Dr. Nitin Desai, Former Under-Secretary General, United Nations
ABOUT THE EVENT
The year 2015 commemorates 50 years of bilateral relations between India and Singapore and the session would reflect on the longstanding relationship and the way ahead. The speakers will focus on how Singapore features prominently in PM Modi’s effort to build an ocean economy which could amplify the geostrategic importance of the Indo-Pacific region. Besides this, the panel will also discuss how the two countries and the region could benefit from India’s “Act East Policy” in the area of urban planning, skill development, sanitation and water management amongst others.
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Professor Tommy Koh, Co- Chair, Indian Singapore Strategic Dialogue; and Ambassador-At-Large at the Ministry of Foreign Affairs, Republic of Singapore
He was Singapore’s Permanent Representative to the United Nations in New York for 13 years. He was Ambassador to the United States of America for 6 years. He was the Dean of the Faculty of Law of NUS. He was also the President of the Third UN Conference on the Law of the Sea. He chaired the Preparatory Committee for and the Main Committee at the Earth Summit. He had served as the UN Secretary General’s Special Envoy to Russia, Estonia, Latvia and Lithuania.
He was also Singapore’s Chief Negotiator for the USA Singapore Free Trade Agreement. He has chaired two dispute panels for the WTO. In 1984, Yale University conferred on him an honorary degree of doctor of law. Prof Koh received the Elizabeth Haub Prize for Environmental Law in 1996 and was made a Champion of the Earth by the United Nations Environment Programme (UNEP) in 2006. He also received the Great Negotiator Award 2014 from Harvard University on 10 April 2014.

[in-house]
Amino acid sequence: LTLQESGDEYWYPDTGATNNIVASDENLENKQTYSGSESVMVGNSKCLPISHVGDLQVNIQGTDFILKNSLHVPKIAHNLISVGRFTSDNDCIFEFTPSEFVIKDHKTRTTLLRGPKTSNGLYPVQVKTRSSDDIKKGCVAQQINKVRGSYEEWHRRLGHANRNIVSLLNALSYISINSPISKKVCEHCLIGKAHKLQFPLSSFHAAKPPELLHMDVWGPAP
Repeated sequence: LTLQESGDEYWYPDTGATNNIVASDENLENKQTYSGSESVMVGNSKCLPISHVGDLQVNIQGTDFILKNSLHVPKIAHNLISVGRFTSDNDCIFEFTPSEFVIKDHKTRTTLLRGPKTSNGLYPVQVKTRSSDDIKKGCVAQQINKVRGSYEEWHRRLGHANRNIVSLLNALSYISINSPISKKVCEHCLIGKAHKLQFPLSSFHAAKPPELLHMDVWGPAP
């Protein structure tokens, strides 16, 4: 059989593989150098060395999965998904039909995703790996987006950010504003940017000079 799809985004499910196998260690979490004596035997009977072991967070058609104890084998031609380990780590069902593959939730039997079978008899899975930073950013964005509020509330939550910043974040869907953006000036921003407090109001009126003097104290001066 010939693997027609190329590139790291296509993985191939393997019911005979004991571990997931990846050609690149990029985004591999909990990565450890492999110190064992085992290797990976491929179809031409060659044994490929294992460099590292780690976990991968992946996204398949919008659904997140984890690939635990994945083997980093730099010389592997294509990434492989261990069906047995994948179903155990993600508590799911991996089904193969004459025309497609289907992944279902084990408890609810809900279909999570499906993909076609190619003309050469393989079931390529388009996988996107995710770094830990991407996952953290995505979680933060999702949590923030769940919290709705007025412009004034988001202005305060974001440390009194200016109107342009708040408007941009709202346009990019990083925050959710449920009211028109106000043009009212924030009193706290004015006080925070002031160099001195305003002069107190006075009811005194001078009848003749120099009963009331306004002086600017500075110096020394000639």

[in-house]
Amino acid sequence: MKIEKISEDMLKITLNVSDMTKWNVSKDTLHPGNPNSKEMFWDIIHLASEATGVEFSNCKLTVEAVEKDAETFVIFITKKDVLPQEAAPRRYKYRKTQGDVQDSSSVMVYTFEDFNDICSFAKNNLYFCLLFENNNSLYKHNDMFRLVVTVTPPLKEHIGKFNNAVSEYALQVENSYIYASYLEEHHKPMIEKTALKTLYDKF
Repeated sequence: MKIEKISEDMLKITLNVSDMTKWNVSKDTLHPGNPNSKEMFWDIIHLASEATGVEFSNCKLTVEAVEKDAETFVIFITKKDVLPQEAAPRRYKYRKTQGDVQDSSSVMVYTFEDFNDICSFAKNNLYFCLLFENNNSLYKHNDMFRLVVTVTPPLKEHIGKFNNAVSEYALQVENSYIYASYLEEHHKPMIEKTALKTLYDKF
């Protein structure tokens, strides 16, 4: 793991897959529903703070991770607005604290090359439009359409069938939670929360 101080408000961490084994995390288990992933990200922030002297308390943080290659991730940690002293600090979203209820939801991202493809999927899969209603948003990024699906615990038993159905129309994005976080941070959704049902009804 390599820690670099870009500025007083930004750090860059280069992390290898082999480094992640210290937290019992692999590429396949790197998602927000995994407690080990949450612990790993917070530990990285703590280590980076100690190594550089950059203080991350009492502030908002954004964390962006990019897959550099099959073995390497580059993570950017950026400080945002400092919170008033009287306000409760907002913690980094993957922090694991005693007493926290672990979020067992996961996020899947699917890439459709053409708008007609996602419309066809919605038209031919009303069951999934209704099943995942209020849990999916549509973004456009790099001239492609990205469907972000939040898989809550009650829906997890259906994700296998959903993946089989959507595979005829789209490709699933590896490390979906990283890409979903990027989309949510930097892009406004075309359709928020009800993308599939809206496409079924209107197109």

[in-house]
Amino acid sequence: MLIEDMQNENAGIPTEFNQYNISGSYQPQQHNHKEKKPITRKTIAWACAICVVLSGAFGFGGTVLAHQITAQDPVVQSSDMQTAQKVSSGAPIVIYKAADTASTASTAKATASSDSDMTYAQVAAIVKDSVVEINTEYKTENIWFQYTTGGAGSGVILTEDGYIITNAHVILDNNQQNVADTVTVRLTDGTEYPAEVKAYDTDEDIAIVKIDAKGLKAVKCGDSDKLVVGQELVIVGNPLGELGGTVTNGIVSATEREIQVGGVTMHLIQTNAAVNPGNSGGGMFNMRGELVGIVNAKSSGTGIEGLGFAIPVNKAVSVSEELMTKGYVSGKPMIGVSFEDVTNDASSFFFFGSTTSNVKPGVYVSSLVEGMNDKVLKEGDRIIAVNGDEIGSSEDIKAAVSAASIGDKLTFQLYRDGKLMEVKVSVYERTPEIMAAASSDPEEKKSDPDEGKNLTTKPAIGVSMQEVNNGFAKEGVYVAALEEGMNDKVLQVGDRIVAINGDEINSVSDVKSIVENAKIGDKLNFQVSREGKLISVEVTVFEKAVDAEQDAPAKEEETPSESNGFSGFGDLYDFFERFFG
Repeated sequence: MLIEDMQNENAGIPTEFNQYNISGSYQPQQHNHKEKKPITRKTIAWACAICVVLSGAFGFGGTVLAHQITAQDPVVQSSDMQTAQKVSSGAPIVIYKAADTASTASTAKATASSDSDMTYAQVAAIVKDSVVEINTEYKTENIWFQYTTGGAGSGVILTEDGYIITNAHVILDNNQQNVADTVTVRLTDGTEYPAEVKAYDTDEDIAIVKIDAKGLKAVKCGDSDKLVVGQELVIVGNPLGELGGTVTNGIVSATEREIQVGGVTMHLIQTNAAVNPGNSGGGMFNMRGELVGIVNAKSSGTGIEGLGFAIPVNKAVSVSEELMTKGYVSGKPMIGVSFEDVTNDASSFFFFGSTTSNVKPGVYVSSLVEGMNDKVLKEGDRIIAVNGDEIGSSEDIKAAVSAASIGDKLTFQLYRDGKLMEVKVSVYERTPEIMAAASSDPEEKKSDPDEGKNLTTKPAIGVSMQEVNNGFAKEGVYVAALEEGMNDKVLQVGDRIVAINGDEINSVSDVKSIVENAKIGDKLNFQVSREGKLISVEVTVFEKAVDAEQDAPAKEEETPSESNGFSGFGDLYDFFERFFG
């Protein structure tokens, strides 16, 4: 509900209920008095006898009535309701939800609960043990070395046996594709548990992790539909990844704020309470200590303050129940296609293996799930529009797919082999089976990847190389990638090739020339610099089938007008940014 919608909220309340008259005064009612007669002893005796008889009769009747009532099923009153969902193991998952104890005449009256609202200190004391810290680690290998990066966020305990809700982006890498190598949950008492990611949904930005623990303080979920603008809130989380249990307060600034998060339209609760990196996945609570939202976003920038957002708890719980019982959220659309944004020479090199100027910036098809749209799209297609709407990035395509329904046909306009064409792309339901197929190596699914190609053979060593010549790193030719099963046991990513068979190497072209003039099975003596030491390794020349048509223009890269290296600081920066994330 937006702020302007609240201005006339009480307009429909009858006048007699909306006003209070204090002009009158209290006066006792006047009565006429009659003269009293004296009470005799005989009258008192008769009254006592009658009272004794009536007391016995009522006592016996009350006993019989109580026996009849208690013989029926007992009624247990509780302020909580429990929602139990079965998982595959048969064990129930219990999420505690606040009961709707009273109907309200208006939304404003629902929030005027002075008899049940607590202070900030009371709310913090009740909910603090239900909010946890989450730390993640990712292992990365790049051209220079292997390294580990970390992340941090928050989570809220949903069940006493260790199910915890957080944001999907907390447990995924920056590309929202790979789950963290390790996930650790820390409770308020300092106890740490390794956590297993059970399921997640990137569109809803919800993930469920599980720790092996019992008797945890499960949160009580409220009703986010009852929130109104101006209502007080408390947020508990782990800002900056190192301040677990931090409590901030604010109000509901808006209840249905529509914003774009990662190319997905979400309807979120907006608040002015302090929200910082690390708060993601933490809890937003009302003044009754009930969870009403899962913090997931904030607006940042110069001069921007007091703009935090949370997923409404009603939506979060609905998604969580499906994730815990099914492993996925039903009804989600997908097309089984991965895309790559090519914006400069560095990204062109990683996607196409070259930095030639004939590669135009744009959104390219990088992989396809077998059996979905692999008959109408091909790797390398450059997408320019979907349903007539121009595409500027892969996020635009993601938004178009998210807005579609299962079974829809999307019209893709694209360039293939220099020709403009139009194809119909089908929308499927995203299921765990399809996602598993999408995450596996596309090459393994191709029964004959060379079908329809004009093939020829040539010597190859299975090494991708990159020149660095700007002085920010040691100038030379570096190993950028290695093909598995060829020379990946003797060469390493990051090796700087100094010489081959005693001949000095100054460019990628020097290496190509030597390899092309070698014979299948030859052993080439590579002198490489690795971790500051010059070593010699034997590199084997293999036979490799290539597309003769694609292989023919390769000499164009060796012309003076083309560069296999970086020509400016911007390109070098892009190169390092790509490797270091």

Ambassador Gopinath Pillai, Ambassador-at-Large, Ministry of Foreign Affairs, Singapore; and Chairman, Management Board, Institute of South Asian Studies, National University of Singapore
Ambassador Gopinath Pillai holds several key public appointments in Singapore. He is the Chairman of the Management Board of the Institute of South Asian Studies. He has served as an Ambassador-at-Large in the Ministry of Foreign Affairs since August 2008. He is also the Executive Chairman of Savant Infocomm Pte Ltd. Ambassador Pillai was Singapore’s Non-Resident Ambassador to Iran between 1990 and 2008 and also served as Singapore’s High Commissioner to Pakistan.
Ambassador Pillai’s varied business interests include investments in education, logistics and information technology. He is Founder Chairman of a port-related listed logistics company in India, Gateway Distriparks Ltd, and its subsidiary, Snowman Logistics Ltd and Director of another subsidiary, Gateway Rail Freight Ltd. He is also Director of AEC Education PLC, listed on AIM in London. He is an independent director of Jurong International Holdings Pte Ltd, a wholly owned subsidiary of JTC. Ambassador Pillai is Deputy Chairman of Ang Mo Kio-Thye Hua Kwan Hospital Limited, a non-government organisation-administered hospital for step-down care. He is a member of the Steering Committee of the Indian Heritage Centre project and Chairman of its Concept and Content Sub-committee. Ambassador Pillai has held positions as Chairman of NTUC Fairprice Co-operative Ltd for 10 years; Trustee of NTUC Healthcare Cooperative Ltd; Director of NTUC Choice Homes Co-operative Ltd; and President of the National University of Singapore Society (NUSS). He was made a Distinguished Member of NUSS in 2011. Ambassador Pillai has received several awards, including the Friend of Labour (NTUC 1987); Meritorious Award (NTUC 1990); Friend of MCD from the Ministry of Community Development (1998); and Friend of IT from Singapore Computer Society (2001). The Singapore government has awarded Ambassador Pillai the Public Service Star Award (BBM) in 1999 and BBM (BAR) in the 2009 National Day Awards. The Indian government conferred Ambassador Pillai with the Padma Shri award at the 2012 Republic Day.
Mr. Jamshyd Godrej, Co- Chair, Indian Singapore Strategic Dialogue and Chairman of the Board, Godrej and Boyce Manufacturing Company Limited